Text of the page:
Biden’s Newest Financial Plan: Taxation of The Wealthy


Lillian Eschweiler

Recently, President Joe Biden has released his newest financial plan, and what is being dubbed as the “Billionaire Tax,” is currently making its works through Congress.  

  When Biden was initially reforming Trump’s financial plan, he proposed a raise of taxation on corporations, and rates on wealthy Americans, however, due to Senator Joe Manchin of West Virginia and Senator Kirsten Sinema of Arizona, he did not get the house majority vote to pass this plan. 

  The “Billionaire Tax” is additional taxation that would apply to people who own $1 Billion in assets or have made at least $100 million in their income for 3 years straight. Biden expects it to be a $2 trillion (about $6,200 per person in the US) plan that would cover social programs like healthcare, childcare, and climate change. House Speaker Nancy Pelosi told CNN that Biden’s plan was more likely to raise around $200 to $250 billion (about $770 per person in the US), even still making it a huge investment in U.S. social programs.  

  The issue with this, “Billionaire Tax,” does not necessarily come to funding, A lot of it does pertain to the optics of it. If a corporation is being taxed then, the American population typically does not care, but when it comes to taxation of the richest Americans, even those who are not in the .0005% bracket of wealthiest Americans, tend to feel a certain way about it. Because it then feels like it is targeting individuals.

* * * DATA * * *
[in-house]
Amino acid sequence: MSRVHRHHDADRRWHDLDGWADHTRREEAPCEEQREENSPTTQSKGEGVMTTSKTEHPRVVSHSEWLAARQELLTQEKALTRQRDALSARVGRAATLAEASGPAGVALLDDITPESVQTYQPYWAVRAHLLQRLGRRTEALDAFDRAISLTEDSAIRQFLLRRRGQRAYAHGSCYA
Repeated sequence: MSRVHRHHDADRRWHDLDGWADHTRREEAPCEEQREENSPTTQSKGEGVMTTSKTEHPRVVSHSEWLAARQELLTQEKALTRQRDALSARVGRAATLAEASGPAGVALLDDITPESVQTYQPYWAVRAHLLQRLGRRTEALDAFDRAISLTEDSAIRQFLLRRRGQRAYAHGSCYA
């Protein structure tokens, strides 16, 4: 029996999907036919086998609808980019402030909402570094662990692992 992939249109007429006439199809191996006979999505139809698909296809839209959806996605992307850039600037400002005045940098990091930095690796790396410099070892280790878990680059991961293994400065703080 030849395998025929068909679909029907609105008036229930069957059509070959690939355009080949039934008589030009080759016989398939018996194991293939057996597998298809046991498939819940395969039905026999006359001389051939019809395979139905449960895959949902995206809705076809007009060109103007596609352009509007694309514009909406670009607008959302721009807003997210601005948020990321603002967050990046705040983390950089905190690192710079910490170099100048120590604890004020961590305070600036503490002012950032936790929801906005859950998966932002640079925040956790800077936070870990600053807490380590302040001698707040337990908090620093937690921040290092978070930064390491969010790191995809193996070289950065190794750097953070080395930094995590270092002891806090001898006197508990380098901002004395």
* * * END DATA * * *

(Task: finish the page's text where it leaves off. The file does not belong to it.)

In any case, whether one could argue the funding of this new plan, it seems that this has been a long time coming, and by that, I mean, the taxation of the wealthy. It is apparent that the wealthiest families in America certainly have not been paying enough and even less than the average working-class families. According to an article put out by CNBC News: 

“Although U.S. levies increase with income, the ultra-wealthy often finesse the tax code to reduce how much they owe. And some billionaires, such as Amazon founder Jeff Bezos and Tesla CEO Elon Musk, pay little to no taxes compared with their wealth.” 

  Last week, Elon Musk made $36 Billion in one day. It seems ridiculous to suggest that he should be taxed the same or even less than a median household that makes only $67K a year.  

  To quote the Economist Ha-Joon Chang: “Once you realize that trickle-down economics does not work, you will see the excessive tax cuts for the rich as what they are, a simple upward redistribution of income, rather than a way to make all of us richer, as we were told.”